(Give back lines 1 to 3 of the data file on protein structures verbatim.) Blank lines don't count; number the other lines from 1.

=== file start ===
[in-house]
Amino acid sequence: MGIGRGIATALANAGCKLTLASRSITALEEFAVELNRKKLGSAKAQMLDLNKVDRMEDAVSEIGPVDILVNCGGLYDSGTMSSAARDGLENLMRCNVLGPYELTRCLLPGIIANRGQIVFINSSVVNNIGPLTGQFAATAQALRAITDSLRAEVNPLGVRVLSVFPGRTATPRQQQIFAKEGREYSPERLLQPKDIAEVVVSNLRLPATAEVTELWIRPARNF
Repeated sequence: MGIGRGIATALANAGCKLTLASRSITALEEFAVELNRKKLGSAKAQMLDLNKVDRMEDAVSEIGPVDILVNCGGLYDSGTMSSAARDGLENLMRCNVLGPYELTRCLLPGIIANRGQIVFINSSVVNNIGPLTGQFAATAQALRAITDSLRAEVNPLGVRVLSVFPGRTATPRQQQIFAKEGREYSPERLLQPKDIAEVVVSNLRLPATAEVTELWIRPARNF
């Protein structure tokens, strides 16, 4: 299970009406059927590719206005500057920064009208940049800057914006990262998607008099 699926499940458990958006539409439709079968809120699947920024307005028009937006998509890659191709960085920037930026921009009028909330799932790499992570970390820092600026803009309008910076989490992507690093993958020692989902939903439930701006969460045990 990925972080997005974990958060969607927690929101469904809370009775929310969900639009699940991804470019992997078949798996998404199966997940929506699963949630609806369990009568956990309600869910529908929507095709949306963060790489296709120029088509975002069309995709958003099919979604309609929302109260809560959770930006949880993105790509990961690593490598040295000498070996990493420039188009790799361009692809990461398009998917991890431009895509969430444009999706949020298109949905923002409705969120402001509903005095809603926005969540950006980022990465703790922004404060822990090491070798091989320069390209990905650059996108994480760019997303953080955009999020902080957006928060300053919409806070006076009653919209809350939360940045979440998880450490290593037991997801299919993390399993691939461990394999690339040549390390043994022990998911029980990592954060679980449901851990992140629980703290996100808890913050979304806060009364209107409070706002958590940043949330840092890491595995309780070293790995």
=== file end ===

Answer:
[in-house]
Amino acid sequence: MGIGRGIATALANAGCKLTLASRSITALEEFAVELNRKKLGSAKAQMLDLNKVDRMEDAVSEIGPVDILVNCGGLYDSGTMSSAARDGLENLMRCNVLGPYELTRCLLPGIIANRGQIVFINSSVVNNIGPLTGQFAATAQALRAITDSLRAEVNPLGVRVLSVFPGRTATPRQQQIFAKEGREYSPERLLQPKDIAEVVVSNLRLPATAEVTELWIRPARNF
Repeated sequence: MGIGRGIATALANAGCKLTLASRSITALEEFAVELNRKKLGSAKAQMLDLNKVDRMEDAVSEIGPVDILVNCGGLYDSGTMSSAARDGLENLMRCNVLGPYELTRCLLPGIIANRGQIVFINSSVVNNIGPLTGQFAATAQALRAITDSLRAEVNPLGVRVLSVFPGRTATPRQQQIFAKEGREYSPERLLQPKDIAEVVVSNLRLPATAEVTELWIRPARNF